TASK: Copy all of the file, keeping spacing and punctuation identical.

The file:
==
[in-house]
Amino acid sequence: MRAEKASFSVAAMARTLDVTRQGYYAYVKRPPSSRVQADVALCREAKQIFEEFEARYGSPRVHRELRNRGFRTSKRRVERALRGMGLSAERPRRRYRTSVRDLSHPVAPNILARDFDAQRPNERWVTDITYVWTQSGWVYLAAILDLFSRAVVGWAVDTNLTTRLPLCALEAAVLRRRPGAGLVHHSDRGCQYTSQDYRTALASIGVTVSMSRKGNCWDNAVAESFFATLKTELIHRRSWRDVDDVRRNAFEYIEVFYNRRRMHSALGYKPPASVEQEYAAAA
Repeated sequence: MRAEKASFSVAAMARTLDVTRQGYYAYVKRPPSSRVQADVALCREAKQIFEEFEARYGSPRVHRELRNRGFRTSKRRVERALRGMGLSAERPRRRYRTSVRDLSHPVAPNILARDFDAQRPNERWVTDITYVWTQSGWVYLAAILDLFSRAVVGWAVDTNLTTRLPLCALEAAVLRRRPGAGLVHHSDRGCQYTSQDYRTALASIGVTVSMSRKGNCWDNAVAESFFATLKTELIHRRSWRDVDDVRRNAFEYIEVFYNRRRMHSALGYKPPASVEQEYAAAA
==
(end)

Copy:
[in-house]
Amino acid sequence: MRAEKASFSVAAMARTLDVTRQGYYAYVKRPPSSRVQADVALCREAKQIFEEFEARYGSPRVHRELRNRGFRTSKRRVERALRGMGLSAERPRRRYRTSVRDLSHPVAPNILARDFDAQRPNERWVTDITYVWTQSGWVYLAAILDLFSRAVVGWAVDTNLTTRLPLCALEAAVLRRRPGAGLVHHSDRGCQYTSQDYRTALASIGVTVSMSRKGNCWDNAVAESFFATLKTELIHRRSWRDVDDVRRNAFEYIEVFYNRRRMHSALGYKPPASVEQEYAAAA
Repeated sequence: MRAEKASFSVAAMARTLDVTRQGYYAYVKRPPSSRVQADVALCREAKQIFEEFEARYGSPRVHRELRNRGFRTSKRRVERALRGMGLSAERPRRRYRTSVRDLSHPVAPNILARDFDAQRPNERWVTDITYVWTQSGWVYLAAILDLFSRAVVGWAVDTNLTTRLPLCALEAAVLRRRPGAGLVHHSDRGCQYTSQDYRTALASIGVTVSMSRKGNCWDNAVAESFFATLKTELIHRRSWRDVDDVRRNAFEYIEVFYNRRRMHSALGYKPPASVEQEYAAAA